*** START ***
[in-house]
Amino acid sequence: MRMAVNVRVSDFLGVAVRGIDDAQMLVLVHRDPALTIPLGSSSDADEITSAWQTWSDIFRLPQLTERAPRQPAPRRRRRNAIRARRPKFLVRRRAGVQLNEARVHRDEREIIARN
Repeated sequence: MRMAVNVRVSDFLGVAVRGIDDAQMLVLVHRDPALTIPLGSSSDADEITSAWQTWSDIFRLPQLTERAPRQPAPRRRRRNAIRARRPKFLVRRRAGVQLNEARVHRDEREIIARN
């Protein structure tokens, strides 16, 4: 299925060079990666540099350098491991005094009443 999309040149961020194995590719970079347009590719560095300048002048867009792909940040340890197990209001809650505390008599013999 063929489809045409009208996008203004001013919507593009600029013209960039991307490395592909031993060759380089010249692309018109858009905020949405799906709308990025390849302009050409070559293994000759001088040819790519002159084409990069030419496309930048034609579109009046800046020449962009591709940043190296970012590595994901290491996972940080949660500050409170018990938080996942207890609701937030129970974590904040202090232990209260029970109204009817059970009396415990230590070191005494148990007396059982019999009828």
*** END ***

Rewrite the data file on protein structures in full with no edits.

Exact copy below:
[in-house]
Amino acid sequence: MRMAVNVRVSDFLGVAVRGIDDAQMLVLVHRDPALTIPLGSSSDADEITSAWQTWSDIFRLPQLTERAPRQPAPRRRRRNAIRARRPKFLVRRRAGVQLNEARVHRDEREIIARN
Repeated sequence: MRMAVNVRVSDFLGVAVRGIDDAQMLVLVHRDPALTIPLGSSSDADEITSAWQTWSDIFRLPQLTERAPRQPAPRRRRRNAIRARRPKFLVRRRAGVQLNEARVHRDEREIIARN
């Protein structure tokens, strides 16, 4: 299925060079990666540099350098491991005094009443 999309040149961020194995590719970079347009590719560095300048002048867009792909940040340890197990209001809650505390008599013999 063929489809045409009208996008203004001013919507593009600029013209960039991307490395592909031993060759380089010249692309018109858009905020949405799906709308990025390849302009050409070559293994000759001088040819790519002159084409990069030419496309930048034609579109009046800046020449962009591709940043190296970012590595994901290491996972940080949660500050409170018990938080996942207890609701937030129970974590904040202090232990209260029970109204009817059970009396415990230590070191005494148990007396059982019999009828």